Urban Camping Increasing in Bozeman

Nov 16, 2021
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It’s a sensitive topic to discuss, but as Bozeman continues to grow along with rising housing costs, urban camping is also increasing. Residents who have been unable to secure housing have turned to living in their campers, cars, or tents on vacant city streets such as Wheat Drive and Patrick Streets.

Solutions to the problem are not easy and involve both time and money. But, as Chamber CEO Daryl Schliem explained, “An emotional decision is not going to be long-lasting. It may seem calloused or insensitive to talk about this, but we need a long-term plan. Left undiscussed, it will get worse.”

As such, a committee made up of representatives from the Bozeman Police, City of Bozeman, Gallatin County, Bozeman Area Chamber of Commerce, Human Resource Development Council (HRDC), plus several hotels and chamber business members are working together to address the issue and formulate long-term solutions.

The Need for Year-Round Emergency Shelter

One barrier to solving the problem comes from Bozeman not having an emergency shelter open all year. There is hesitancy to cite people for sleeping in public based on a recent ruling in Boise, Idaho, which will not allow citations if emergency shelters are not available day and night. Bozeman’s current shelter is only open at night from November 1 through March 31.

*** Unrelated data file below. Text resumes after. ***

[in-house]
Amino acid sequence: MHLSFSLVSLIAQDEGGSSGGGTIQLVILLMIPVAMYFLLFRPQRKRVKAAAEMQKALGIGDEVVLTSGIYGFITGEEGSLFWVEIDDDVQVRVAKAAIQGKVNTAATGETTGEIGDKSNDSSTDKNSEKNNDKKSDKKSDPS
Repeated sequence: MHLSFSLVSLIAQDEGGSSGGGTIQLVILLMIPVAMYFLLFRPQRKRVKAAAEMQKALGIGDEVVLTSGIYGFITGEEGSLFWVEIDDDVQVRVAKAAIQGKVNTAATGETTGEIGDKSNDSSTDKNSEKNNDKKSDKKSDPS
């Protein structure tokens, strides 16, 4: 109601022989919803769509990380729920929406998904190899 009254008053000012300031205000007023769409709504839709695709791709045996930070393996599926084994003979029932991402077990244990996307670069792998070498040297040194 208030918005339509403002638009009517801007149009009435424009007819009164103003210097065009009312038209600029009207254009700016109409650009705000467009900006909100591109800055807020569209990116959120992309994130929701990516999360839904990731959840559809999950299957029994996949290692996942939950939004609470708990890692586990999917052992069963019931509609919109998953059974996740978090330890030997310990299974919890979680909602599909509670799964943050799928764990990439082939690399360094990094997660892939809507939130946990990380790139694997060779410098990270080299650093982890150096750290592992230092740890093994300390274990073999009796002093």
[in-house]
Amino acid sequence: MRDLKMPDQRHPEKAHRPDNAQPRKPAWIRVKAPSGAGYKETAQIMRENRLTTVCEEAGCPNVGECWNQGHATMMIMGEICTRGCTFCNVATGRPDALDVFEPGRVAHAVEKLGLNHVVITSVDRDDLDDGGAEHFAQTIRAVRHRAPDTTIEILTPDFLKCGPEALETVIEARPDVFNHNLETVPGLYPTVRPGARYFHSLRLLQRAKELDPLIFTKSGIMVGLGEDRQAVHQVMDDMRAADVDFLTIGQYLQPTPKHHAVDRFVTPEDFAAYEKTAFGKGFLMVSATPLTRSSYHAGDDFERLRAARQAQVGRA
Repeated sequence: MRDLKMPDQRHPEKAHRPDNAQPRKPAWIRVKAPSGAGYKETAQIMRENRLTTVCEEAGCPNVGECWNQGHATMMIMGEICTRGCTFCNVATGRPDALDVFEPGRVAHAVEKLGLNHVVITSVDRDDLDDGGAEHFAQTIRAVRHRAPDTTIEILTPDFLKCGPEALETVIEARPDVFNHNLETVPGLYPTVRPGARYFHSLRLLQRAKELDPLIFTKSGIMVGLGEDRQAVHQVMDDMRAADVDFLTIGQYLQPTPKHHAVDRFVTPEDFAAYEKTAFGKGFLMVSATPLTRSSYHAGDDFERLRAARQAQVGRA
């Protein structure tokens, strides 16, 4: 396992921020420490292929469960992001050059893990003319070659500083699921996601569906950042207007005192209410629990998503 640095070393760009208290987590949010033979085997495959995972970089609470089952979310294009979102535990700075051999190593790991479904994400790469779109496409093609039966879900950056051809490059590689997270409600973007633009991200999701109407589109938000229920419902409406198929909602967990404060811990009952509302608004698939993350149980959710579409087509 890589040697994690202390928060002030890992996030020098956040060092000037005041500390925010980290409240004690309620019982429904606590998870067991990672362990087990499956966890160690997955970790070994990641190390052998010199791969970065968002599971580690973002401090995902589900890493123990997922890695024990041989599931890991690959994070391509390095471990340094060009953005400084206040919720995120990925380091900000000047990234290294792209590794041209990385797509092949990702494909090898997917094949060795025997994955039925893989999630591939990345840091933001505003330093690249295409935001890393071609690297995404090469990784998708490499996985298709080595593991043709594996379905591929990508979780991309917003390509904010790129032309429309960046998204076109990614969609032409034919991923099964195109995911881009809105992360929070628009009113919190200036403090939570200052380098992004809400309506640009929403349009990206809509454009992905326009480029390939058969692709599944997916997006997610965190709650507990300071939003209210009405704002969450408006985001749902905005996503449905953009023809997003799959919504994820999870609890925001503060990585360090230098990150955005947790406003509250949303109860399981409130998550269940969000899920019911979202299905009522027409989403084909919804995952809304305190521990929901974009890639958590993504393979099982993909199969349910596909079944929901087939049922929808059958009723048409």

Currently, HRDC plans to build a new complex that would house the Gallatin Valley Food Bank. Phase II is slated to have an emergency shelter open 24/7 all year. However, more funding was needed for the complex, leading the committee to brainstorm solutions.

Interim Solutions

“The committee is working with city and county leadership to expedite the building of the warming shelter,” Schliem said. “As of now, we have verbal commitments and the willingness of the county to federal funds from the American Rescue Plan of 2021 to fulfill the shortfall in the current fundraising.”

In the meantime, the committee is negotiating with the City of Bozeman to open the current shelter full-time until the new shelter can be completed in 18-24 months.

“The committee recognizes that people fall on bad times; that is not the element that the committee is addressing,” Schliem says. “We know that we have families living in urban campers, providing a workforce to the economy. Still, we also have a lot of urban campers taking advantage of the fact that the police can’t write tickets, and therefore they are trespassing. Although the committee is addressing both, we want to make sure we are providing shelter for those who have fallen on hard times and contributing to the economy. Once we have a year-round shelter, enforcement can happen for those who are abusing it.”

The committee recognizes that mental health is part of the discussion and building the emergency shelter is just one step in affordable housing.

“We have a lot of work to do to get people on their feet,” Schliem says, “but a shelter will help maintain the safety of the community while taking care of individuals and families who have fallen on hard luck and are contributing to the community.”

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